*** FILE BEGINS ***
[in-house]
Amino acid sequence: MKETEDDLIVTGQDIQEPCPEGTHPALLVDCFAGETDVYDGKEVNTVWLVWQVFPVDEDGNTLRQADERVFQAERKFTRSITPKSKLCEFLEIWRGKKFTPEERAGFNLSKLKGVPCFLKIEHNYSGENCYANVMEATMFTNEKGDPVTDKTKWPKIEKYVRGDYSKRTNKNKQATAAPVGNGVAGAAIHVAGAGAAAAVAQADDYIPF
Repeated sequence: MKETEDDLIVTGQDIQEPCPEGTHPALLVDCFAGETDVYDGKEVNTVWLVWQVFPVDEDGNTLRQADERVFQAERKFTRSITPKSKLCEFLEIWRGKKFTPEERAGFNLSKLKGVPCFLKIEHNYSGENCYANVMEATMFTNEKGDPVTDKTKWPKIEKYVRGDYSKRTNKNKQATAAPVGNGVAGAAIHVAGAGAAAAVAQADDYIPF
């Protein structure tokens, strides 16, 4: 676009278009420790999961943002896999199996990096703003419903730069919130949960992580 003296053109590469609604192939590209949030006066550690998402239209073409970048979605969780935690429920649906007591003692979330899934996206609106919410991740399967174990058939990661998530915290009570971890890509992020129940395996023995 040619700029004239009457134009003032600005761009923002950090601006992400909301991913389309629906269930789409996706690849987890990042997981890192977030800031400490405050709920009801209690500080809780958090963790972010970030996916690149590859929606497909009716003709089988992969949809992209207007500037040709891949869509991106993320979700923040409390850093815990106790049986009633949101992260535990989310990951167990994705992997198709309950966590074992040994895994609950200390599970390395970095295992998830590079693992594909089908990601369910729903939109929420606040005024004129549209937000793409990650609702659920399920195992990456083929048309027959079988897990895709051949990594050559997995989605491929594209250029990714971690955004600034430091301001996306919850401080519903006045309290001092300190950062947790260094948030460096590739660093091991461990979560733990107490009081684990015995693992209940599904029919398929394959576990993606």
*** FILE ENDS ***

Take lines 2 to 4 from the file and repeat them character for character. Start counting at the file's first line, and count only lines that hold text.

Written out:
Amino acid sequence: MKETEDDLIVTGQDIQEPCPEGTHPALLVDCFAGETDVYDGKEVNTVWLVWQVFPVDEDGNTLRQADERVFQAERKFTRSITPKSKLCEFLEIWRGKKFTPEERAGFNLSKLKGVPCFLKIEHNYSGENCYANVMEATMFTNEKGDPVTDKTKWPKIEKYVRGDYSKRTNKNKQATAAPVGNGVAGAAIHVAGAGAAAAVAQADDYIPF
Repeated sequence: MKETEDDLIVTGQDIQEPCPEGTHPALLVDCFAGETDVYDGKEVNTVWLVWQVFPVDEDGNTLRQADERVFQAERKFTRSITPKSKLCEFLEIWRGKKFTPEERAGFNLSKLKGVPCFLKIEHNYSGENCYANVMEATMFTNEKGDPVTDKTKWPKIEKYVRGDYSKRTNKNKQATAAPVGNGVAGAAIHVAGAGAAAAVAQADDYIPF
């Protein structure tokens, strides 16, 4: 676009278009420790999961943002896999199996990096703003419903730069919130949960992580 003296053109590469609604192939590209949030006066550690998402239209073409970048979605969780935690429920649906007591003692979330899934996206609106919410991740399967174990058939990661998530915290009570971890890509992020129940395996023995 040619700029004239009457134009003032600005761009923002950090601006992400909301991913389309629906269930789409996706690849987890990042997981890192977030800031400490405050709920009801209690500080809780958090963790972010970030996916690149590859929606497909009716003709089988992969949809992209207007500037040709891949869509991106993320979700923040409390850093815990106790049986009633949101992260535990989310990951167990994705992997198709309950966590074992040994895994609950200390599970390395970095295992998830590079693992594909089908990601369910729903939109929420606040005024004129549209937000793409990650609702659920399920195992990456083929048309027959079988897990895709051949990594050559997995989605491929594209250029990714971690955004600034430091301001996306919850401080519903006045309290001092300190950062947790260094948030460096590739660093091991461990979560733990107490009081684990015995693992209940599904029919398929394959576990993606």